Volume 10, No. 3, March 2015
Neural Therapy Newsletter Index
Dear Colleagues:

I think most neural therapists would agree that finding interference fields is one of the most intellectually satisfying things we do. This is especially true if the patient responds well and lastingly to treatment. However good and lasting responses do not always occur. The reason in these cases is that something is continuing to irritate the interference field. In other words (as Janet Travel would say about muscle trigger points), there is a "perpetuating factor".

An example might be an interference field at the gastro-esophageal junction causing reflux. These are common and often respond nicely to injecting a few quaddles of dilute procaine into the skin over the interference field, or treatment with a Tenscam or some other energetic device. However if the reflux does not respond well, or returns after a short period of time, the perpetuating factor(s) must be found and dealt with. In the case of reflux, a common cause of continuing irritation is a food sensitivity.

Another example might be an interference field in the liver, often associated with fatigue, depression, nausea or malaise etc. Neural therapy is a useful tool in treatment but will not achieve lasting success if the patient has had or continues to have a toxic exposure to (for example) organic solvents. Usually the patient will need to undergo some sort of detoxification as well as discontinuing contact with the offending toxin.

When I was first learning neural therapy, the interference fields that responded poorly or recurred after treatment were a source of frustration to me. I wondered if I were doing something wrong or missing more important interference fields. However as the years have gone by, I am more and more finding these difficult interference fields to be intellectual challenges in their own right that provide their own satisfactions when solved.

Before presenting a couple of cases illustrating this, I want to first mention that I have recently read a book that I can recommend and which pertains to this subject. It is called "Vitamin K2 and the Calcium Paradox" by Kate Rheaume-Bleue. The theme of the book is that Vitamin K2 plays a critical role in the distribution of calcium in the body ‐ directing it to bones and teeth and preventing it from accumulating in soft tissues such as coronary arteries, tendons and kidneys. And vitamin K2 deficiency is common in western society.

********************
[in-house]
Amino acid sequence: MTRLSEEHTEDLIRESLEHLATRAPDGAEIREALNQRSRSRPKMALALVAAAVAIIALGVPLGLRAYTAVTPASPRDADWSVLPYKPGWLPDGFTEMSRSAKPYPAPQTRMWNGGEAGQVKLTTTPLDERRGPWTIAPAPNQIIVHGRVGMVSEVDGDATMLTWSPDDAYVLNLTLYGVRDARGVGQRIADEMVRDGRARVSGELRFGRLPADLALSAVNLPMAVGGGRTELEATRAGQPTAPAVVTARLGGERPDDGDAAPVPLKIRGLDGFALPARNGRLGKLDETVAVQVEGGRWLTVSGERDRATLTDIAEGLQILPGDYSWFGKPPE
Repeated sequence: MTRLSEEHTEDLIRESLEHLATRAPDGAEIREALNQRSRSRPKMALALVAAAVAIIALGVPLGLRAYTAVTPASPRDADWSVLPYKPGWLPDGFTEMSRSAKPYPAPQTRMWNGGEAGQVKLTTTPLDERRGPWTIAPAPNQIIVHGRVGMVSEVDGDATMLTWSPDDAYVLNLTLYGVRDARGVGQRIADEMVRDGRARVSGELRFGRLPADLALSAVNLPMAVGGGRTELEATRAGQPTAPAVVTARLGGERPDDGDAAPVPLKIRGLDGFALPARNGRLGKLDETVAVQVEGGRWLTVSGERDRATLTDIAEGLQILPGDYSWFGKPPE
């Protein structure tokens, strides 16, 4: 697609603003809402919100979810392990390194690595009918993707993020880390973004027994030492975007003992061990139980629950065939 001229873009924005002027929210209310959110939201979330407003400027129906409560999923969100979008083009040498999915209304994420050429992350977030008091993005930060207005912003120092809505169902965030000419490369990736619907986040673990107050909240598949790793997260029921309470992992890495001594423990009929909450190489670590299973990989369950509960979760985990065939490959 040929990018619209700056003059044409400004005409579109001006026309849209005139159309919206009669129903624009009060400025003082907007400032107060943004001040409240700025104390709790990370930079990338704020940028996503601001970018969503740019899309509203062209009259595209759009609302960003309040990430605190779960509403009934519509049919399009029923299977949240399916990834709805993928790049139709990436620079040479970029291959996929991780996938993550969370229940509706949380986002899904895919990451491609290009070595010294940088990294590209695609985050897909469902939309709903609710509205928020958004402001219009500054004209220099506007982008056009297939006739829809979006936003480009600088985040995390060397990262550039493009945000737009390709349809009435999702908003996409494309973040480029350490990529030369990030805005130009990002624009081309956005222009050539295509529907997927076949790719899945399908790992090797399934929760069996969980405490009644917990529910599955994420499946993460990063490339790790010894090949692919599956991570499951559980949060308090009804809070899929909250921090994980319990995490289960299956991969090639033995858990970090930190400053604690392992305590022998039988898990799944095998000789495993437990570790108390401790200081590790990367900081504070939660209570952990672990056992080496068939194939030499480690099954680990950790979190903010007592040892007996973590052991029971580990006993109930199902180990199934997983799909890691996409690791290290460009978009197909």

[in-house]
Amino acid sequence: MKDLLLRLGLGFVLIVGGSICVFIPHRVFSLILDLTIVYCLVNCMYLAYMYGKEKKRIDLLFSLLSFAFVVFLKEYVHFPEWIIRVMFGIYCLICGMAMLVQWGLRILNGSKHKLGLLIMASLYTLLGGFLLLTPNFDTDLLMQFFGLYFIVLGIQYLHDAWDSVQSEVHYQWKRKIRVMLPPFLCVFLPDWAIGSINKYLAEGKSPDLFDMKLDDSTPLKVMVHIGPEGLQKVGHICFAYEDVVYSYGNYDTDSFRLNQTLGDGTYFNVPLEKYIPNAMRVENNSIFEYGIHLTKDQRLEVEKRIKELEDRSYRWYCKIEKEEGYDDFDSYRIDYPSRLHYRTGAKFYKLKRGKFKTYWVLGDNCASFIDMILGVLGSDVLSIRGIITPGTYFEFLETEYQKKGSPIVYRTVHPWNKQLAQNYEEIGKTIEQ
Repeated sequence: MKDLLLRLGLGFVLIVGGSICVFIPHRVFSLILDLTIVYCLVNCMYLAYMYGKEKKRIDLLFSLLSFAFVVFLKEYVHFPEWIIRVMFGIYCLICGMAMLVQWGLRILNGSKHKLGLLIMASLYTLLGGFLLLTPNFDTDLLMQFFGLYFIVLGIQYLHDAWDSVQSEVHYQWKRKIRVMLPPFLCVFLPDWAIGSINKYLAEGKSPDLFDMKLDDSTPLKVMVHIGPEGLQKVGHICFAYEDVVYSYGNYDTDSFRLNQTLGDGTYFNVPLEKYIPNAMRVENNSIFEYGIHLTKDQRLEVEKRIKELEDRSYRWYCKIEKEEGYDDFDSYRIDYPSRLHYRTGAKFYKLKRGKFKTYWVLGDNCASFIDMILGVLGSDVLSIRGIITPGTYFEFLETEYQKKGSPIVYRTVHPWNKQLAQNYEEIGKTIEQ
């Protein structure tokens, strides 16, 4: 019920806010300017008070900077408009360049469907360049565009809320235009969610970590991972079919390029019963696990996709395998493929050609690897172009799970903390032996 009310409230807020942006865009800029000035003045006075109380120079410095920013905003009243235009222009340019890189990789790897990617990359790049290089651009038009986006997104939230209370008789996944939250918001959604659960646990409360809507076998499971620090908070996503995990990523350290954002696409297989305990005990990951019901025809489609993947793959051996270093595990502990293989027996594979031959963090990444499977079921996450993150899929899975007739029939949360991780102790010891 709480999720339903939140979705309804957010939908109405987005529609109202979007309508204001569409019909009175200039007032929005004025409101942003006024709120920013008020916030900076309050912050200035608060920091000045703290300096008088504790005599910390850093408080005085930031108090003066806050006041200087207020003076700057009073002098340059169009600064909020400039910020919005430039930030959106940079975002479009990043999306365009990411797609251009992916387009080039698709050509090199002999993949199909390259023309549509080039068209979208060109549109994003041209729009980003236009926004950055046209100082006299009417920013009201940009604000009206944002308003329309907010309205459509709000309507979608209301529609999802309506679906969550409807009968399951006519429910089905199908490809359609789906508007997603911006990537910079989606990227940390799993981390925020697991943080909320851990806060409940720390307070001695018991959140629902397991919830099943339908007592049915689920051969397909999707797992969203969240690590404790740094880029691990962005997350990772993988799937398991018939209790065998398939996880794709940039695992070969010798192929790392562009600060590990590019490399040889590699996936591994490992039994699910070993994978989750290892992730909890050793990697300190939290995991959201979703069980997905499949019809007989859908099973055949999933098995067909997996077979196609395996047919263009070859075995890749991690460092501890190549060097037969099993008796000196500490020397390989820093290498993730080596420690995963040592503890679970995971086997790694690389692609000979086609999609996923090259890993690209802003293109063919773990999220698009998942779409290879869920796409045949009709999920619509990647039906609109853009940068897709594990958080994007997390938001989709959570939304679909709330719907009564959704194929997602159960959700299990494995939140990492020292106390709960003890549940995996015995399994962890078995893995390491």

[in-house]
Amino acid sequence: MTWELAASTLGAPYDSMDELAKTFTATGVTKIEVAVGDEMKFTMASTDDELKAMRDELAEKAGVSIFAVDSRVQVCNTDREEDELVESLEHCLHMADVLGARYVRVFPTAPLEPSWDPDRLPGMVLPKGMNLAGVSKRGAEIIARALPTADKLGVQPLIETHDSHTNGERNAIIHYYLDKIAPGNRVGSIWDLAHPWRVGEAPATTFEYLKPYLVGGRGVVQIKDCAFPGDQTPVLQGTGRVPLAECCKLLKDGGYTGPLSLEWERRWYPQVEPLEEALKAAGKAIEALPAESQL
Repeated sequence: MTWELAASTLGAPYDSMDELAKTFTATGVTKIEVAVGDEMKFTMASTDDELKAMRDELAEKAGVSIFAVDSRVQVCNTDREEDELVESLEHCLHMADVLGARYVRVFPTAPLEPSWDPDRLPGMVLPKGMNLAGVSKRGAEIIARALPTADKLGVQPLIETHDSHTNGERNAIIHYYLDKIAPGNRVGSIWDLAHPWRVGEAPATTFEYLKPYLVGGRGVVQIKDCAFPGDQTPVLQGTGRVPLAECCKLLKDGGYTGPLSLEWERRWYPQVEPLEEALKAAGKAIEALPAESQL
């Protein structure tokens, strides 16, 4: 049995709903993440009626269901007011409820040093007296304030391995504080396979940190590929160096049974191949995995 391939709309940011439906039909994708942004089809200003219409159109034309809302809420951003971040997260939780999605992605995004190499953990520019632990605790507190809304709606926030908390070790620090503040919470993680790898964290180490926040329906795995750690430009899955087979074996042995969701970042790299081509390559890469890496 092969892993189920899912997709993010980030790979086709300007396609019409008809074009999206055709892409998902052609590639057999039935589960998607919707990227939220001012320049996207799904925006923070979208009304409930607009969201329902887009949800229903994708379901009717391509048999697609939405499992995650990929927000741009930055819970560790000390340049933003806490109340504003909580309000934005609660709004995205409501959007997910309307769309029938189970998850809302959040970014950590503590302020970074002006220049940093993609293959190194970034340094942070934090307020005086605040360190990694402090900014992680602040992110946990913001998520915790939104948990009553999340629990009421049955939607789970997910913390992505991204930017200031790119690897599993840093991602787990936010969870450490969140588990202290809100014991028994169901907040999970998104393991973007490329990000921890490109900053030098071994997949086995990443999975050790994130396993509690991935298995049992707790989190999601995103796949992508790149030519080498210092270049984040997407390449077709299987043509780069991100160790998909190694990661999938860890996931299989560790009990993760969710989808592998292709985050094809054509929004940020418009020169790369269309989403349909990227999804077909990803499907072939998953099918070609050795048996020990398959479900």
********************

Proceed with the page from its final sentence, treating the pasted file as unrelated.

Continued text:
This knowledge came to mind while treating an otherwise healthy 66-year old woman with delayed union of 4th and 5th metatarsal fractures of her left foot. In my experience, delayed union of fractures respond quickly and well to neural therapy ‐ relief from pain and signs of new healing appearing on X‐ray within a week or two. However in this case, my patient's response was inexplicably slow. Her foot pain was complicated by referred pain from trigger points in the extensor digitorum longus muscle, but even with treatment of these, months were passing by with only very slow progress. It was then I decided to check (through autonomic response testing) if she might be vitamin K2 deficient and indeed she was. Supplementing 240 mcg per day (in addition to the vitamin D and A she was already taking) resulted in marked improvement in pain and swelling within a week or two.

A second case was even more unusual ‐ also in a healthy woman in her sixties. She had a chronic (thankfully mild) nagging pain in her right flank that she attributed to a (documented) kidney stone. She was refusing surgical treatment because the pain was not bad enough to warrant the risks of surgery. What caught my attention was that she could not take vitamin D, even though her serum level was very low(42 nml.L or 16.8 ng/ml), because oral supplementation made her "kidney ache". (She did not have sarcoidosis!) Autonomic response testing indicated an interference field in her right kidney, which responded to the presence of vitamin K2.

I recommended that she take oral vitamin A and K for a week before challenging her kidney with vitamin D. This she did and experienced no kidney pain even after a full week of vitamin D supplementation.

We know from Pischinger's research that interference fields can profoundly affect the body's biochemistry. It should come as no surprise that chemistry and other systemic factors can affect interference fields. So when interference fields keep coming back after good neural therapy treatment, it is time to look for "perpetuating factors". This is when we must draw upon all our medical knowledge, go beyond the simple nervous system paradigm and consider what might be irritating the interference field and causing it to recur.


Robert F. Kidd, MD, CM